The Whole MovableType Mess
I'm a MovableType user. Version 2.661 powers this site. The software is great, powerful, and has worked well for quite a while. I, like most of the world, have been waiting patiently for version 3.0 to be released. I was part of the beta team, though I didn't have time to test it like I wanted (nor did I feel comfortable testing it on this site because of all the trouble people were having installing the beta). The beta process as a whole wasn't handled too well, either, with numerous bugs, poor communication, and other problems.
Then came a simple announcement that nobody in the community expected. Version 3.0 will, for the most part, be a paid product. Yes, there is a free version, but it limits a great deal of people's usage of things. And the pricing structure and licensing of things made a bunch of folks angry, though SixApart answered and addressed most of the questions in a follow-up post.
MovableType is great software, there is no doubt about that. And, I agree with Ken (partially) that MT should cost money. My gripe is two-fold:
- The lack of communication from SixApart. There was no rumors, no hints, no nothing that this was coming. Beta testers and long-time users were completely thrown for a loop with this.
- Better care of the community by SixApart. There are hundreds of developers out there writing wonderful plug-ins for MT, many that have been folded in as native code to the distribution. And there were probably thousands that donated to the project as well. In my opinion, a personal license should have been giving free to all donators of $20 or more, period -- not a discount, but a full personal-edition license. Folks like use have kept this project going because of our donations, and I feel like we're now asked to pay more for a project that we're responsible for keeping alive. This is what the folks at Trillian did, and I think it would've been appropriate here.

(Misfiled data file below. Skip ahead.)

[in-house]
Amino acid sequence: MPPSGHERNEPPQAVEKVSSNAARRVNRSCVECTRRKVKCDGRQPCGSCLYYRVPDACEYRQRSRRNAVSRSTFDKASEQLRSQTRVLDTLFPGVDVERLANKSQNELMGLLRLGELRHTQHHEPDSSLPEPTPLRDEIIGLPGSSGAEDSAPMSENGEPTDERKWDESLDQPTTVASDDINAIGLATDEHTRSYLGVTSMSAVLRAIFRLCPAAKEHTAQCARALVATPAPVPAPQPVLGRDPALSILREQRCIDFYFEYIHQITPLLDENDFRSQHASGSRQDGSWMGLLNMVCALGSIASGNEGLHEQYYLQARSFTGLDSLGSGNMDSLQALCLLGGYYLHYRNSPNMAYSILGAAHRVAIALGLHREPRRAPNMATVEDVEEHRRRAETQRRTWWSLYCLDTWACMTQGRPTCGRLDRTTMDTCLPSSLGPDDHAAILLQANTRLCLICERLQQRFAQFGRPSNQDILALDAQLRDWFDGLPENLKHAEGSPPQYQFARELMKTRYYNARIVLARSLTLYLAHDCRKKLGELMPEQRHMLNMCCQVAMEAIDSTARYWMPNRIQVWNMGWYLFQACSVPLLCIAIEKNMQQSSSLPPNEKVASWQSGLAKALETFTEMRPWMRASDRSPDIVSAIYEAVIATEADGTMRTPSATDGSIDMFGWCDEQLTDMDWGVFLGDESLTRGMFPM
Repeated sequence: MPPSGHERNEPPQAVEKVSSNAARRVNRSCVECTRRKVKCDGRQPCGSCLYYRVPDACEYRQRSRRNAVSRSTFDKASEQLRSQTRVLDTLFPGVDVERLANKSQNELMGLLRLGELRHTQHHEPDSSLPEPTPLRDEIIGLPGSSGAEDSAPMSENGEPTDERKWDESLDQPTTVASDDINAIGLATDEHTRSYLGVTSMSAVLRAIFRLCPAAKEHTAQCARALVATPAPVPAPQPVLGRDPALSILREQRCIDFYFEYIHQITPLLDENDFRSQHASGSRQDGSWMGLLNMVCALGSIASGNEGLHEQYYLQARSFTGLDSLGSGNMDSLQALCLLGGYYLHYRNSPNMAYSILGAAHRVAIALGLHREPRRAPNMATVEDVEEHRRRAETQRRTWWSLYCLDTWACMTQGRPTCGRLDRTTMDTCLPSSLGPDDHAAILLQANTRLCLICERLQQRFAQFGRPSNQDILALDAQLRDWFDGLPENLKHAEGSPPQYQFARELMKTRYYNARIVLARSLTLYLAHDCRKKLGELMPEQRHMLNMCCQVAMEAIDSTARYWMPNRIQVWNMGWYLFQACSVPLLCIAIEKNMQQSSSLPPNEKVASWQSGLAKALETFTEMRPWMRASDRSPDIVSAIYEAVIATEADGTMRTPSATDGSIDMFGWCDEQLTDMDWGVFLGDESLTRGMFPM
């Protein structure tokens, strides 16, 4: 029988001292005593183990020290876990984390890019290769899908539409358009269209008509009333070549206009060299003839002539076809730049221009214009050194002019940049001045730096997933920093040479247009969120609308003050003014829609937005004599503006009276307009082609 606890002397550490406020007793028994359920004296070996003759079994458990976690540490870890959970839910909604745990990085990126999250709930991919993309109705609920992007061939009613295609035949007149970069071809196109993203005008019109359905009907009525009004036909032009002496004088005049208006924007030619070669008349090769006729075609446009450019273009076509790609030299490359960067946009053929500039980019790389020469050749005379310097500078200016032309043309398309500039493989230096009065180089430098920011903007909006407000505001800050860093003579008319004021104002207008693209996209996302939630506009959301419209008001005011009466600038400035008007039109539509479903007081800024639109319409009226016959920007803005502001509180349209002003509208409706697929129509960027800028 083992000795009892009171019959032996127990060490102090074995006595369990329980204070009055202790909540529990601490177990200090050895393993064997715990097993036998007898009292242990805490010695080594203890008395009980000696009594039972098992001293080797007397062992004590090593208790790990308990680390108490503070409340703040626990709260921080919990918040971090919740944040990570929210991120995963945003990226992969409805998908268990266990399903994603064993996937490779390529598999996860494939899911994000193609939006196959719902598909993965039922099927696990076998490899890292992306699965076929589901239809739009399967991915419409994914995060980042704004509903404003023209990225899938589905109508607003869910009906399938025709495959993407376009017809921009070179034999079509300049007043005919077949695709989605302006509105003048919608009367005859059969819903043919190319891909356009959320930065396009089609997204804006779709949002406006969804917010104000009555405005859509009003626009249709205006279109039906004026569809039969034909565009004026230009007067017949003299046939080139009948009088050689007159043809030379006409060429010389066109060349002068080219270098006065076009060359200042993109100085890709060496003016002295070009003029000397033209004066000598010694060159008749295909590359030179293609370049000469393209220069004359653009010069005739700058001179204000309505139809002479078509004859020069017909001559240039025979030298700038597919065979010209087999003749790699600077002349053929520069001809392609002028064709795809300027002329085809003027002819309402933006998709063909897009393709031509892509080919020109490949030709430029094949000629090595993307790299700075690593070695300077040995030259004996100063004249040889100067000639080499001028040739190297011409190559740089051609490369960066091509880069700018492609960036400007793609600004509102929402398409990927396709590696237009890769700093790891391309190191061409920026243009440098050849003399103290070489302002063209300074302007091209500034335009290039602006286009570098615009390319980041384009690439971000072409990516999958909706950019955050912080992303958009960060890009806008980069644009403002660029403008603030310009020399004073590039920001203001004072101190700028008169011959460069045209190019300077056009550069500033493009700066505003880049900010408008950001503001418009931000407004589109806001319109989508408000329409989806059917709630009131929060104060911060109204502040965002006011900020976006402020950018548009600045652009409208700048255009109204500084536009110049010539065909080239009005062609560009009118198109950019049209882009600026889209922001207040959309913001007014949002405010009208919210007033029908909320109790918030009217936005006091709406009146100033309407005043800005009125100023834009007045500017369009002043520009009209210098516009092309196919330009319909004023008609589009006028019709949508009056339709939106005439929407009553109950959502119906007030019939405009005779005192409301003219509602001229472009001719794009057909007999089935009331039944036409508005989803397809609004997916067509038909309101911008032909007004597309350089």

But, again, they have that right. Why? MT is not free software. It never has been. It's distributed for free, and came with source code, but it wasn't free. The project survived and thrived in the blogging community because Movable Type was free enough. It wasn't GPL or anything like that, so Six Apart had every right to do what they did. I guess it just pisses me off how they've alienated their loyal users.
Obviously, this has sparked quite the debate in blogging circles. Everybody was debating the issue all over the frickin' web, and a bunch of people leaving, many of them moving to WordPress using some of the ideas at these sites (though there are some problems with MT 3.0's export routine), or they're trying out Expression Engine.
Here's my conundrum: I'm running ads on this site -- they're small, they're at the bottom of pages, and they're non-intrusive. I'm in violation of MovableType's licenses because of those ads. I put them up so I could pay the hosting bill for this site, and it's done that and to work on knocking down some of my medical bills. So I'm already screwed in that regard, because I don't have the $195 to buy a commercial license. Heck, even if I got rid of the ads, I'd still be in violation because I occasionally link to Amazon using my affiliate tags -- and I've probably made a whopping 12 cents on that.
Secondly, Perl is not my specialty. If I could call any language my specialty, it would be PHP (and I'm not a super-whiz at that, but at least I know what I'm doing). I'd rather be using a PHP-powered system.
Lastly, I don't like being limited by the license of a product, and that's what I am right now. A "free" product should be free to do whatever you want -- commercial, personal, or otherwise. Thank goodness for the GPL.
So far, Wordpress meets all those criteria.
SixApart distributes a free version of MT, but it truly isn't free. Don't be surprised to see this site move to another system at some point. I'm probably going to upgrading to MT 3.0's Free edition in the meantime until I find something that will work out dandy for me.
On a side note, I'm sure this entry will take a while to upload as it tries to ping all the sites I've linked to.
Jumping Ship from London and the North on 05/21/04 @ 08:48 AM:
I'm following the Movable Type debate with interest and discomfort. I lurv the challenge in moving on to new coded fields but something about this don't feel right. Am I being naive? It's worth reading what The Others are... (Read More)